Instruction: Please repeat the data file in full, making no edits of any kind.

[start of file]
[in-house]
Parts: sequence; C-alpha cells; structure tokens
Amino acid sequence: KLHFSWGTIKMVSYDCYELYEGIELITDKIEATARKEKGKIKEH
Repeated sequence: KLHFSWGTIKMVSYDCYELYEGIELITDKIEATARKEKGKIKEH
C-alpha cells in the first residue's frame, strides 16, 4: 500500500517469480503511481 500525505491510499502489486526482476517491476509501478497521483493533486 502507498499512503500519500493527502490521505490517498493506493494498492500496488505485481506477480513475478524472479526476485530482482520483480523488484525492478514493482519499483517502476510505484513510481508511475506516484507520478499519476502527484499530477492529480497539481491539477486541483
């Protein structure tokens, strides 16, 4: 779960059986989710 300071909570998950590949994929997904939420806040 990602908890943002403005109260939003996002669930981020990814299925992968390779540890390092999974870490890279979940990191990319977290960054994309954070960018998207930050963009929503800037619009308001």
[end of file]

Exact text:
[in-house]
Parts: sequence; C-alpha cells; structure tokens
Amino acid sequence: KLHFSWGTIKMVSYDCYELYEGIELITDKIEATARKEKGKIKEH
Repeated sequence: KLHFSWGTIKMVSYDCYELYEGIELITDKIEATARKEKGKIKEH
C-alpha cells in the first residue's frame, strides 16, 4: 500500500517469480503511481 500525505491510499502489486526482476517491476509501478497521483493533486 502507498499512503500519500493527502490521505490517498493506493494498492500496488505485481506477480513475478524472479526476485530482482520483480523488484525492478514493482519499483517502476510505484513510481508511475506516484507520478499519476502527484499530477492529480497539481491539477486541483
């Protein structure tokens, strides 16, 4: 779960059986989710 300071909570998950590949994929997904939420806040 990602908890943002403005109260939003996002669930981020990814299925992968390779540890390092999974870490890279979940990191990319977290960054994309954070960018998207930050963009929503800037619009308001």